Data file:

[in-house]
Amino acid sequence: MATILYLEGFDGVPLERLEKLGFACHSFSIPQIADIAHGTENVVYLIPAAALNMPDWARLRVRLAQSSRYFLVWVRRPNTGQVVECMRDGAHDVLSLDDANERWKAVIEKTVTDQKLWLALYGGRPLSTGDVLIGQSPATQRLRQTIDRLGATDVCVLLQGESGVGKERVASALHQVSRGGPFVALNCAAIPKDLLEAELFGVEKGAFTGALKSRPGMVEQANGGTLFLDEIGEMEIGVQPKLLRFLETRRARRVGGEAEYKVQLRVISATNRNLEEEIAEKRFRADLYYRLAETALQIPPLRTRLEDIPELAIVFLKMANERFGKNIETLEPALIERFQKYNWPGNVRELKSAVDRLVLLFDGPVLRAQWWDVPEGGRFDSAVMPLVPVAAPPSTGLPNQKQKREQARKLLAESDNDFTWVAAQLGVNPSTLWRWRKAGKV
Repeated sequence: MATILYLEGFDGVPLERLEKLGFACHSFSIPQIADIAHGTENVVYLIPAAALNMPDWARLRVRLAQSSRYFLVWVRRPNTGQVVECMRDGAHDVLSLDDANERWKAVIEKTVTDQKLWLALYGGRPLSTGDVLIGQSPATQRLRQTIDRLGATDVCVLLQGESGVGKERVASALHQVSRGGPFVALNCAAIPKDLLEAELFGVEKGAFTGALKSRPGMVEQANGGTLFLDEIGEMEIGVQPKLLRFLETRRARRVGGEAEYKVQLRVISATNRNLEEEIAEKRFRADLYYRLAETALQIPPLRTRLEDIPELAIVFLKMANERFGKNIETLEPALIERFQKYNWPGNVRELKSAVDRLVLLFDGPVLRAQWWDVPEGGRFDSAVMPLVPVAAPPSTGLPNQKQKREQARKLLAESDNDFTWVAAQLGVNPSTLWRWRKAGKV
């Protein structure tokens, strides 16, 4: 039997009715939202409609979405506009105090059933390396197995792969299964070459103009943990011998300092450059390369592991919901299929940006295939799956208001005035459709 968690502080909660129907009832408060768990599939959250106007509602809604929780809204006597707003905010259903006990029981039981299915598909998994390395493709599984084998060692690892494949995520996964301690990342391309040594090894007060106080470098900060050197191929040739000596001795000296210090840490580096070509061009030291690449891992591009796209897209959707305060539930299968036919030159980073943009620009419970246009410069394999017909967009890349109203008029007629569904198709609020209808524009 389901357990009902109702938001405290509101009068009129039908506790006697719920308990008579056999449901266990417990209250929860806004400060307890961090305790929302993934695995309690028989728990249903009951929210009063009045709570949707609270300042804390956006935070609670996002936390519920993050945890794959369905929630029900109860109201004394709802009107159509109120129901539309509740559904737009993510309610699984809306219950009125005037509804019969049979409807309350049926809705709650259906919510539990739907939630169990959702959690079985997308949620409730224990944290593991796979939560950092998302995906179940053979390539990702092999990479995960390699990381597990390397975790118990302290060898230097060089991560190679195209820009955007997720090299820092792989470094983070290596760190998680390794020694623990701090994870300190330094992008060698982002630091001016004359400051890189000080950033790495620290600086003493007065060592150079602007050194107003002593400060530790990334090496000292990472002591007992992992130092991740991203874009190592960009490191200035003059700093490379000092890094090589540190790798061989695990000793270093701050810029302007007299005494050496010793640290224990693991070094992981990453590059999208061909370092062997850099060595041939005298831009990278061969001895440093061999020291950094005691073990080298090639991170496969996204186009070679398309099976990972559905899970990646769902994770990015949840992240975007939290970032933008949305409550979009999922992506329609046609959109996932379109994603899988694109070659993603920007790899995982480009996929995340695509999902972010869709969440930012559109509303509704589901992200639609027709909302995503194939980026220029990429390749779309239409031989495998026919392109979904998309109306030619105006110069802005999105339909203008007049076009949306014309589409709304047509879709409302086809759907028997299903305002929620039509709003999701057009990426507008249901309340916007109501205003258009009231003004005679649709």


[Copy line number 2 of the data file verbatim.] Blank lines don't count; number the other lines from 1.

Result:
Amino acid sequence: MATILYLEGFDGVPLERLEKLGFACHSFSIPQIADIAHGTENVVYLIPAAALNMPDWARLRVRLAQSSRYFLVWVRRPNTGQVVECMRDGAHDVLSLDDANERWKAVIEKTVTDQKLWLALYGGRPLSTGDVLIGQSPATQRLRQTIDRLGATDVCVLLQGESGVGKERVASALHQVSRGGPFVALNCAAIPKDLLEAELFGVEKGAFTGALKSRPGMVEQANGGTLFLDEIGEMEIGVQPKLLRFLETRRARRVGGEAEYKVQLRVISATNRNLEEEIAEKRFRADLYYRLAETALQIPPLRTRLEDIPELAIVFLKMANERFGKNIETLEPALIERFQKYNWPGNVRELKSAVDRLVLLFDGPVLRAQWWDVPEGGRFDSAVMPLVPVAAPPSTGLPNQKQKREQARKLLAESDNDFTWVAAQLGVNPSTLWRWRKAGKV